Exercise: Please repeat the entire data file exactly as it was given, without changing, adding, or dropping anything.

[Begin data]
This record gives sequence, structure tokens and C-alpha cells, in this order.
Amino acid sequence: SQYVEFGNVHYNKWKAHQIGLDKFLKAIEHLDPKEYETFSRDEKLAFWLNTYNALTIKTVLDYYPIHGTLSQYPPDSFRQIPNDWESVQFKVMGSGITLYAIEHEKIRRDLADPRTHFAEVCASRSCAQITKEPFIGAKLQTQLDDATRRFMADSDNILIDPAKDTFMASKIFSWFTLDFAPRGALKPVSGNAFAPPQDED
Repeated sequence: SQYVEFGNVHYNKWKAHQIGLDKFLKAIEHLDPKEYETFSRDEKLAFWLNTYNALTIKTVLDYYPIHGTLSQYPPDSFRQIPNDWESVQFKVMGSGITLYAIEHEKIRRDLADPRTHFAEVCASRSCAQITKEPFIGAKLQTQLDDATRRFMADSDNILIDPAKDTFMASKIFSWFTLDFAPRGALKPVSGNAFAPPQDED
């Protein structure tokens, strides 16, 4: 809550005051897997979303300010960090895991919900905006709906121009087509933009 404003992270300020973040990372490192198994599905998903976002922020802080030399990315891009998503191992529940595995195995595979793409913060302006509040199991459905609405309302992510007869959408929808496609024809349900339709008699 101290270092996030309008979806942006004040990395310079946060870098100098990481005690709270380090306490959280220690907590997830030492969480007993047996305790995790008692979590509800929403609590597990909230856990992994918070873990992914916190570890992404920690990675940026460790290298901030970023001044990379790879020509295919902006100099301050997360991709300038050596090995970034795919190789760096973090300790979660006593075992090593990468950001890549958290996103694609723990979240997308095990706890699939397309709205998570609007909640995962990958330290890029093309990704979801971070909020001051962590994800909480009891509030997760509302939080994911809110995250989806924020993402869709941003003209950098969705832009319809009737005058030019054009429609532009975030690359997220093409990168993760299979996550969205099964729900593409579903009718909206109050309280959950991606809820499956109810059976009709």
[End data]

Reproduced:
This record gives sequence, structure tokens and C-alpha cells, in this order.
Amino acid sequence: SQYVEFGNVHYNKWKAHQIGLDKFLKAIEHLDPKEYETFSRDEKLAFWLNTYNALTIKTVLDYYPIHGTLSQYPPDSFRQIPNDWESVQFKVMGSGITLYAIEHEKIRRDLADPRTHFAEVCASRSCAQITKEPFIGAKLQTQLDDATRRFMADSDNILIDPAKDTFMASKIFSWFTLDFAPRGALKPVSGNAFAPPQDED
Repeated sequence: SQYVEFGNVHYNKWKAHQIGLDKFLKAIEHLDPKEYETFSRDEKLAFWLNTYNALTIKTVLDYYPIHGTLSQYPPDSFRQIPNDWESVQFKVMGSGITLYAIEHEKIRRDLADPRTHFAEVCASRSCAQITKEPFIGAKLQTQLDDATRRFMADSDNILIDPAKDTFMASKIFSWFTLDFAPRGALKPVSGNAFAPPQDED
């Protein structure tokens, strides 16, 4: 809550005051897997979303300010960090895991919900905006709906121009087509933009 404003992270300020973040990372490192198994599905998903976002922020802080030399990315891009998503191992529940595995195995595979793409913060302006509040199991459905609405309302992510007869959408929808496609024809349900339709008699 101290270092996030309008979806942006004040990395310079946060870098100098990481005690709270380090306490959280220690907590997830030492969480007993047996305790995790008692979590509800929403609590597990909230856990992994918070873990992914916190570890992404920690990675940026460790290298901030970023001044990379790879020509295919902006100099301050997360991709300038050596090995970034795919190789760096973090300790979660006593075992090593990468950001890549958290996103694609723990979240997308095990706890699939397309709205998570609007909640995962990958330290890029093309990704979801971070909020001051962590994800909480009891509030997760509302939080994911809110995250989806924020993402869709941003003209950098969705832009319809009737005058030019054009429609532009975030690359997220093409990168993760299979996550969205099964729900593409579903009718909206109050309280959950991606809820499956109810059976009709």